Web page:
Hi! We’ve been well! Our toddler is finally sleeping better so we are closer to sane.
Can you talk to us more about your latest single “Where You Stood”?
For this call and response, Mia started first. She created the song, and Kevin responded with the painting.
Mia: what inspired this song was the theme of un-mourned loss and how one, myself included, can get stuck in loss – so it becomes this overgrown, thorny, but luxuriously comforting fantasy world.
Kevin: of the four paintings in the project, this one came most organically and fluidly for me. I really connected to Mia’s original demo and my instincts took over to reflect this fantasy world on canvas.
Did any event in particular inspire you to write this song?
Mia: Actually, I was re-reading Frances Hodgson Burnett’s book, The Secret Garden (which is about loss and rejuvenation), when California was going through the first round of awful fires. I remember driving past decimated landscapes and thinking, “how do people recover from this?” So the song came to me that way.
How was the filming process and experience behind the video?
Mia: We are actually in the process of filming now. Taylor Joshua Rankin is creating the video. We have worked with him on all of our other projects. He is a genius with all things art. So were happy we get to work with him again. A dancer, Coral Martin, is interpreting the song. She brings such grace and power in her interpretations, and is such a beautiful and complex dancer. So far, it has been a very fluid collaboration!
The single comes off your new self-titled album – why naming the record after the band?
Kevin: That was actually a little mix up. This is the first of our collaborations, so we don’t have a “band” name yet. Mia leads the music and I lead the visuals – so we’ve gone back and forth in how to name our collaboration. But we named the project Spar Suite because of the call and response aspect that is almost fighting, like boxers in a ring, but in a constructive way where nobody really gets hurt. Suite is another name for a collection of short songs, and Mia liked the play on words. But Spar Suite isn’t our band name –we don’t have one yet.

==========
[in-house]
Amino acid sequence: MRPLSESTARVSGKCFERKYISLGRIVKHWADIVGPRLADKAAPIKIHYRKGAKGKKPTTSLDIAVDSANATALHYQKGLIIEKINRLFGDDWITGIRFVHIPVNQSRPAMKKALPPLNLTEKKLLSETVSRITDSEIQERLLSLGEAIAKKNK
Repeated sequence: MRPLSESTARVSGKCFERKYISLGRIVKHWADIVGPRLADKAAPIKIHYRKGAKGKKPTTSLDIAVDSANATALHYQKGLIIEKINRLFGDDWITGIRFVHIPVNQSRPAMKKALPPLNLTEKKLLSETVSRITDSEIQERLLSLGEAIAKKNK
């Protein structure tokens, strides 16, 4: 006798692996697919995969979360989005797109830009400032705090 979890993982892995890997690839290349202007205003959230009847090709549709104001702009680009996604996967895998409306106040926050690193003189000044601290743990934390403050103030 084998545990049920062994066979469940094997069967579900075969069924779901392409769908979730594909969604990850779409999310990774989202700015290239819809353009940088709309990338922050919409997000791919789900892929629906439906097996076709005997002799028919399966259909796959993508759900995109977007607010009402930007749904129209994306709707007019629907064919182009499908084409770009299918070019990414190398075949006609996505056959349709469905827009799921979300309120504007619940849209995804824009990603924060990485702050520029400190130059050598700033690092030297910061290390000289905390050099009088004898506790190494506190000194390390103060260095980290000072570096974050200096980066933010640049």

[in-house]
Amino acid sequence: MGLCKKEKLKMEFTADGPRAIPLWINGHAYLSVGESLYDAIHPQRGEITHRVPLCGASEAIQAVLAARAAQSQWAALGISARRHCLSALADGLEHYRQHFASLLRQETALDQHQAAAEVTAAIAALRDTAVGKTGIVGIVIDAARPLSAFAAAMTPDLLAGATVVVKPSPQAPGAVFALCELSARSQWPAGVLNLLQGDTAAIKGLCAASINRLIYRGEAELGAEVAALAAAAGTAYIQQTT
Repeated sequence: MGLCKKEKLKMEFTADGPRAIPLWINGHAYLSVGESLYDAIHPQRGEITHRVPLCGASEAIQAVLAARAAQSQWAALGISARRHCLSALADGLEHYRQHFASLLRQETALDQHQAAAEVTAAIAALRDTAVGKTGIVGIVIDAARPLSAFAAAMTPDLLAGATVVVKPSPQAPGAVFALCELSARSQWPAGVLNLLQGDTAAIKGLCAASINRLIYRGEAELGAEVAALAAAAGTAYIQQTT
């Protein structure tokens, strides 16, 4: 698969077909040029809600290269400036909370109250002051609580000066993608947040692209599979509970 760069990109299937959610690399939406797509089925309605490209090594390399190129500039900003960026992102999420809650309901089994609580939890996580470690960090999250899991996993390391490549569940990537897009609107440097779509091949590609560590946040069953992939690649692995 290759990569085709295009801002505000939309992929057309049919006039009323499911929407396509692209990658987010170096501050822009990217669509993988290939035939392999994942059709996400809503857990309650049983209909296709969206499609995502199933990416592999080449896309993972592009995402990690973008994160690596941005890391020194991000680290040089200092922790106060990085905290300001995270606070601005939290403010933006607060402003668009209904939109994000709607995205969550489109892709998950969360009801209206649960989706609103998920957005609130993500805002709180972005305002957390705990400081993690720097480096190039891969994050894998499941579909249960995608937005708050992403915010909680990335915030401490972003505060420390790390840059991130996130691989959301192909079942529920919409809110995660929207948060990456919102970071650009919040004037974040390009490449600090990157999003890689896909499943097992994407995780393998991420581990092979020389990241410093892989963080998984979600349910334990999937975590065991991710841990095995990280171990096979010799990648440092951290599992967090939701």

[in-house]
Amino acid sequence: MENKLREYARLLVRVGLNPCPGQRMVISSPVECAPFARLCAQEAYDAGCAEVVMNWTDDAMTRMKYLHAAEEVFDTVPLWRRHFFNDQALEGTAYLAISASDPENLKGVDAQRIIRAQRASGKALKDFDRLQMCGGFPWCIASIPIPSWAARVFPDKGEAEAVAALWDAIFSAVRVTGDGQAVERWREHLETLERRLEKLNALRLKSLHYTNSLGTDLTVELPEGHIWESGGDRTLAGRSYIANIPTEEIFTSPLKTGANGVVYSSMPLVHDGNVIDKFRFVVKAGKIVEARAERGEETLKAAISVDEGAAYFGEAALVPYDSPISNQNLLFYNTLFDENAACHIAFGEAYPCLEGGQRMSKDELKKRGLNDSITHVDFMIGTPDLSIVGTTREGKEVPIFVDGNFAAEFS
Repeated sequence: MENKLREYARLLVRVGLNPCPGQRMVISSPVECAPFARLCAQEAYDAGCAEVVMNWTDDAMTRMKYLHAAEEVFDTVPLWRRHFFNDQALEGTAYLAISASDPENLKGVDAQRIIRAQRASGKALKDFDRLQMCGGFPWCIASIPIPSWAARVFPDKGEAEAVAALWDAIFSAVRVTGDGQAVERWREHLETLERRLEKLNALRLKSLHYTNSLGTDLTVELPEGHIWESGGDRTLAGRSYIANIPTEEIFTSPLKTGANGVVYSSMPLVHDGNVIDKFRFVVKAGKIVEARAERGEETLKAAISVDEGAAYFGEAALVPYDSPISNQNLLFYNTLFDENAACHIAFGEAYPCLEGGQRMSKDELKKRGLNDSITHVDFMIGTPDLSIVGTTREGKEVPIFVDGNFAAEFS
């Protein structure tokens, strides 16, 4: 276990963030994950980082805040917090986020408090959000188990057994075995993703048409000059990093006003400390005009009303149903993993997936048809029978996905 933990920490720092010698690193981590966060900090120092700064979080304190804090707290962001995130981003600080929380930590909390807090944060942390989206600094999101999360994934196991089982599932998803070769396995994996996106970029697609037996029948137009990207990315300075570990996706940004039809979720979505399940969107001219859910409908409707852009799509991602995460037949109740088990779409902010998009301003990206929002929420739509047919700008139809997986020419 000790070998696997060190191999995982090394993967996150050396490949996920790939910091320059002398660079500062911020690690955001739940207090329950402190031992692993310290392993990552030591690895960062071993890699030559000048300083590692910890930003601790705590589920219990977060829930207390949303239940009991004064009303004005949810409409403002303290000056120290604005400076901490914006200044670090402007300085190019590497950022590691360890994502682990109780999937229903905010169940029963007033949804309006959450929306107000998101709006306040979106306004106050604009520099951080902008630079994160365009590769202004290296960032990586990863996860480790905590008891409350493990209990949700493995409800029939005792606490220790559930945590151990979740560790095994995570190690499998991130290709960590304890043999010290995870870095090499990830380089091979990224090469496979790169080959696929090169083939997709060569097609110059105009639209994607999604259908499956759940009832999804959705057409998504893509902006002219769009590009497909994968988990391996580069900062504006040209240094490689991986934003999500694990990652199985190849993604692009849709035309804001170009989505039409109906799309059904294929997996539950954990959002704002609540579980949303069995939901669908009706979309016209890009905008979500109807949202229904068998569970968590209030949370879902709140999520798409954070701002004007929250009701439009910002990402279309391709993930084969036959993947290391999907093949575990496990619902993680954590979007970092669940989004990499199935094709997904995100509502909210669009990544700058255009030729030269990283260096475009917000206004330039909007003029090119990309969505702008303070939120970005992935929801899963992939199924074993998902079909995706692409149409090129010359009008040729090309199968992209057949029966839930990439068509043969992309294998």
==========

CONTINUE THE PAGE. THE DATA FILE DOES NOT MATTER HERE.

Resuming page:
How was the recording and writing process?
Mia: Writing and recording the song was smooth. Aneesa Strings played bass on the recording and brought the whole piece to another level. If you haven’t heard of this artist, you really should check her out. She is phenomenal. Combining her with Somadhi Langford (AKA Stixx from the band Mino Yanci) and his incredible skill and versatility as a drummer made for a rhythm section we were really excited about. We wanted to add a few other pieces to the arrangement, so Barbara Higbie came in and added Rhodes, which gave it this sparkling distant feel. Then Aaron Kruziki came in and added a whole lot of texture and depth with synths. You should check out both Barbara Higbie and Aaron Kruziki if you haven’t heard of them either. They are also phenomenal. Jeff Kolhede was also helpful in letting us know that we were done adding instruments. He was the sound engineer and co-producer of the song. And Nahuel Bronzini is a master of mixing and he really took the song and brought out the definition in all the parts and how they work together.